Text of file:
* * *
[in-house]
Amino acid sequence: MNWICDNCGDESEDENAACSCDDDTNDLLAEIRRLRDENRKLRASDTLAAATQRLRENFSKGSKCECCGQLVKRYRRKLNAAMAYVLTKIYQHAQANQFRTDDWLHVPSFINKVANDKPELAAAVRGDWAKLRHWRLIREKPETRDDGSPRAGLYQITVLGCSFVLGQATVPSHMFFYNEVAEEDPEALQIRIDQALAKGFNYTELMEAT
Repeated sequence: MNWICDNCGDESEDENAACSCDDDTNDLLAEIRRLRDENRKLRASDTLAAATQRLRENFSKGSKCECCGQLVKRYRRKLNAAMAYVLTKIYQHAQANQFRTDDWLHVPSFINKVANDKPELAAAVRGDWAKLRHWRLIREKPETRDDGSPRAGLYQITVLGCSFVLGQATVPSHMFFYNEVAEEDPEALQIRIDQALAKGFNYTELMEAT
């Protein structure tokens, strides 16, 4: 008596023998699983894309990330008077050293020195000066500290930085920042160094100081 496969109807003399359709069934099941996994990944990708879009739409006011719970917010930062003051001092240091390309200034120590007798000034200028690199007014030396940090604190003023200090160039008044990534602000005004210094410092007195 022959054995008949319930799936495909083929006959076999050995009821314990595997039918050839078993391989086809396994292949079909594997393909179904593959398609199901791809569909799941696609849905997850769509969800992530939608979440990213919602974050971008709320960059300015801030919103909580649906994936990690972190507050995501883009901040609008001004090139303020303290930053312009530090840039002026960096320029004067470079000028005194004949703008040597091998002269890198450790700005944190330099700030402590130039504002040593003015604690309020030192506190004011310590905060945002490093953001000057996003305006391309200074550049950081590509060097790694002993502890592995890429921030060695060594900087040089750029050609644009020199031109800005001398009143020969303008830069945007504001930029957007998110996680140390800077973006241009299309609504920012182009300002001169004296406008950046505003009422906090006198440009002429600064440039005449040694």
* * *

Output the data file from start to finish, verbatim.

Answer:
[in-house]
Amino acid sequence: MNWICDNCGDESEDENAACSCDDDTNDLLAEIRRLRDENRKLRASDTLAAATQRLRENFSKGSKCECCGQLVKRYRRKLNAAMAYVLTKIYQHAQANQFRTDDWLHVPSFINKVANDKPELAAAVRGDWAKLRHWRLIREKPETRDDGSPRAGLYQITVLGCSFVLGQATVPSHMFFYNEVAEEDPEALQIRIDQALAKGFNYTELMEAT
Repeated sequence: MNWICDNCGDESEDENAACSCDDDTNDLLAEIRRLRDENRKLRASDTLAAATQRLRENFSKGSKCECCGQLVKRYRRKLNAAMAYVLTKIYQHAQANQFRTDDWLHVPSFINKVANDKPELAAAVRGDWAKLRHWRLIREKPETRDDGSPRAGLYQITVLGCSFVLGQATVPSHMFFYNEVAEEDPEALQIRIDQALAKGFNYTELMEAT
């Protein structure tokens, strides 16, 4: 008596023998699983894309990330008077050293020195000066500290930085920042160094100081 496969109807003399359709069934099941996994990944990708879009739409006011719970917010930062003051001092240091390309200034120590007798000034200028690199007014030396940090604190003023200090160039008044990534602000005004210094410092007195 022959054995008949319930799936495909083929006959076999050995009821314990595997039918050839078993391989086809396994292949079909594997393909179904593959398609199901791809569909799941696609849905997850769509969800992530939608979440990213919602974050971008709320960059300015801030919103909580649906994936990690972190507050995501883009901040609008001004090139303020303290930053312009530090840039002026960096320029004067470079000028005194004949703008040597091998002269890198450790700005944190330099700030402590130039504002040593003015604690309020030192506190004011310590905060945002490093953001000057996003305006391309200074550049950081590509060097790694002993502890592995890429921030060695060594900087040089750029050609644009020199031109800005001398009143020969303008830069945007504001930029957007998110996680140390800077973006241009299309609504920012182009300002001169004296406008950046505003009422906090006198440009002429600064440039005449040694």